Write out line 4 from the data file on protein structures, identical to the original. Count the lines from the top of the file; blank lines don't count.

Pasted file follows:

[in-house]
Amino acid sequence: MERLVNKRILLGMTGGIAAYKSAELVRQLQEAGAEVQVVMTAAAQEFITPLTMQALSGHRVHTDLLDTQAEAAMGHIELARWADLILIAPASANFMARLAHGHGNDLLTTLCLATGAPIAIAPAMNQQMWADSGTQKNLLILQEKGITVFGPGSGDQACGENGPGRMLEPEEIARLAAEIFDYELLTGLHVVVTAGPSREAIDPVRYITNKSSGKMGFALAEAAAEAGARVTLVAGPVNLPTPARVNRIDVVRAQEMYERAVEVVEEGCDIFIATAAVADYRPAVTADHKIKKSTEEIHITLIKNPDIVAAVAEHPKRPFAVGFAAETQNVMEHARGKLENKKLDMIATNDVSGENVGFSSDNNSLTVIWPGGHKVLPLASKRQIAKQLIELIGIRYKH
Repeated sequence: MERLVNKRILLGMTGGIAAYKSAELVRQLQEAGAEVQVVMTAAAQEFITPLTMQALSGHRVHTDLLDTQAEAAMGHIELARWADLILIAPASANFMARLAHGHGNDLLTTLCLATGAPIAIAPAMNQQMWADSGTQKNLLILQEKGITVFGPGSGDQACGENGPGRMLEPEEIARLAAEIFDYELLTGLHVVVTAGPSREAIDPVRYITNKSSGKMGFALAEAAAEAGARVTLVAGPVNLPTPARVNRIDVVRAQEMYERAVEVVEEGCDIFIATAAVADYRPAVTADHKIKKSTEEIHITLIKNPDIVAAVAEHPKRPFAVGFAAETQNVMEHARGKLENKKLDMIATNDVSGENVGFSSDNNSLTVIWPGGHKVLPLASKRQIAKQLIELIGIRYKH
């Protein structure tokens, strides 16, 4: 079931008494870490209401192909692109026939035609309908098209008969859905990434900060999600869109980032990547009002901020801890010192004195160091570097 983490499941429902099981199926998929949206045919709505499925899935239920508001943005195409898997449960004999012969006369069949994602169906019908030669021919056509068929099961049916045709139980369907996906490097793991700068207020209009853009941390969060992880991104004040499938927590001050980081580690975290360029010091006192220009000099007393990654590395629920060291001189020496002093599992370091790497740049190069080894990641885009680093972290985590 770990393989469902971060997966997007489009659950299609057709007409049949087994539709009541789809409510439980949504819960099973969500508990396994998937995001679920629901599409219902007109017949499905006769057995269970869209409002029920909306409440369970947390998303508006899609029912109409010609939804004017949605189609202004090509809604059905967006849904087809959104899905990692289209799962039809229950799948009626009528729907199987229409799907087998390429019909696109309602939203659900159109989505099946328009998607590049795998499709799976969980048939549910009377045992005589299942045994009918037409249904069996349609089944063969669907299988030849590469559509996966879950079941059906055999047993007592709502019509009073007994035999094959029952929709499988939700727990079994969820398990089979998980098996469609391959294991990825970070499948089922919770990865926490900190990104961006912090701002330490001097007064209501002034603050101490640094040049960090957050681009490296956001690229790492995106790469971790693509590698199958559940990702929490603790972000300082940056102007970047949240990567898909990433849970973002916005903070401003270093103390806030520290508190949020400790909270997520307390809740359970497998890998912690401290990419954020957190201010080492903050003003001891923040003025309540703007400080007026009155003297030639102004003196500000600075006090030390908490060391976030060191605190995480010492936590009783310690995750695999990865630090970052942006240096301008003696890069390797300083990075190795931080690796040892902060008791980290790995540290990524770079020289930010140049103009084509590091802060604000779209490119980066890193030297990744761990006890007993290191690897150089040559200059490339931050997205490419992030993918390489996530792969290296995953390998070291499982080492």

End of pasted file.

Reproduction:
């Protein structure tokens, strides 16, 4: 079931008494870490209401192909692109026939035609309908098209008969859905990434900060999600869109980032990547009002901020801890010192004195160091570097 983490499941429902099981199926998929949206045919709505499925899935239920508001943005195409898997449960004999012969006369069949994602169906019908030669021919056509068929099961049916045709139980369907996906490097793991700068207020209009853009941390969060992880991104004040499938927590001050980081580690975290360029010091006192220009000099007393990654590395629920060291001189020496002093599992370091790497740049190069080894990641885009680093972290985590 770990393989469902971060997966997007489009659950299609057709007409049949087994539709009541789809409510439980949504819960099973969500508990396994998937995001679920629901599409219902007109017949499905006769057995269970869209409002029920909306409440369970947390998303508006899609029912109409010609939804004017949605189609202004090509809604059905967006849904087809959104899905990692289209799962039809229950799948009626009528729907199987229409799907087998390429019909696109309602939203659900159109989505099946328009998607590049795998499709799976969980048939549910009377045992005589299942045994009918037409249904069996349609089944063969669907299988030849590469559509996966879950079941059906055999047993007592709502019509009073007994035999094959029952929709499988939700727990079994969820398990089979998980098996469609391959294991990825970070499948089922919770990865926490900190990104961006912090701002330490001097007064209501002034603050101490640094040049960090957050681009490296956001690229790492995106790469971790693509590698199958559940990702929490603790972000300082940056102007970047949240990567898909990433849970973002916005903070401003270093103390806030520290508190949020400790909270997520307390809740359970497998890998912690401290990419954020957190201010080492903050003003001891923040003025309540703007400080007026009155003297030639102004003196500000600075006090030390908490060391976030060191605190995480010492936590009783310690995750695999990865630090970052942006240096301008003696890069390797300083990075190795931080690796040892902060008791980290790995540290990524770079020289930010140049103009084509590091802060604000779209490119980066890193030297990744761990006890007993290191690897150089040559200059490339931050997205490419992030993918390489996530792969290296995953390998070291499982080492």